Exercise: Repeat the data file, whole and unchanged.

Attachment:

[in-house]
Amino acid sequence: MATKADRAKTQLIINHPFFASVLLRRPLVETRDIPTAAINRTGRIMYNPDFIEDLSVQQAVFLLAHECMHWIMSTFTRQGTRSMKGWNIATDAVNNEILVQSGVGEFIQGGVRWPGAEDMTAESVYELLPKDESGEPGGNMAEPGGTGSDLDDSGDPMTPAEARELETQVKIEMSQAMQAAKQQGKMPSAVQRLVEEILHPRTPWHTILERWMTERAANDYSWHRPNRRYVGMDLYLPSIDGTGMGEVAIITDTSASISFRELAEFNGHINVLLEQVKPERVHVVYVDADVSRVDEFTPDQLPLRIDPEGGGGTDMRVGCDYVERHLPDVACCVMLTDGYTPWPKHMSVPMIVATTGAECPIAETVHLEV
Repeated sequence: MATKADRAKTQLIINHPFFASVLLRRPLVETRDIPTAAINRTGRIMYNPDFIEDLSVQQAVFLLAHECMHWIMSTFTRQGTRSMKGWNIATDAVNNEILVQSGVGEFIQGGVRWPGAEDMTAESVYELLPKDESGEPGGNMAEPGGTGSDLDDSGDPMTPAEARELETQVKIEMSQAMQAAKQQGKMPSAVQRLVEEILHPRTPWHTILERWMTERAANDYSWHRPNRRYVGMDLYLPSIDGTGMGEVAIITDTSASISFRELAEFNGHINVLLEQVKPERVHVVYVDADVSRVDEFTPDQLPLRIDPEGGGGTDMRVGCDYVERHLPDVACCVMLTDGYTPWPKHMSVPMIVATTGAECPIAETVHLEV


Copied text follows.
[in-house]
Amino acid sequence: MATKADRAKTQLIINHPFFASVLLRRPLVETRDIPTAAINRTGRIMYNPDFIEDLSVQQAVFLLAHECMHWIMSTFTRQGTRSMKGWNIATDAVNNEILVQSGVGEFIQGGVRWPGAEDMTAESVYELLPKDESGEPGGNMAEPGGTGSDLDDSGDPMTPAEARELETQVKIEMSQAMQAAKQQGKMPSAVQRLVEEILHPRTPWHTILERWMTERAANDYSWHRPNRRYVGMDLYLPSIDGTGMGEVAIITDTSASISFRELAEFNGHINVLLEQVKPERVHVVYVDADVSRVDEFTPDQLPLRIDPEGGGGTDMRVGCDYVERHLPDVACCVMLTDGYTPWPKHMSVPMIVATTGAECPIAETVHLEV
Repeated sequence: MATKADRAKTQLIINHPFFASVLLRRPLVETRDIPTAAINRTGRIMYNPDFIEDLSVQQAVFLLAHECMHWIMSTFTRQGTRSMKGWNIATDAVNNEILVQSGVGEFIQGGVRWPGAEDMTAESVYELLPKDESGEPGGNMAEPGGTGSDLDDSGDPMTPAEARELETQVKIEMSQAMQAAKQQGKMPSAVQRLVEEILHPRTPWHTILERWMTERAANDYSWHRPNRRYVGMDLYLPSIDGTGMGEVAIITDTSASISFRELAEFNGHINVLLEQVKPERVHVVYVDADVSRVDEFTPDQLPLRIDPEGGGGTDMRVGCDYVERHLPDVACCVMLTDGYTPWPKHMSVPMIVATTGAECPIAETVHLEV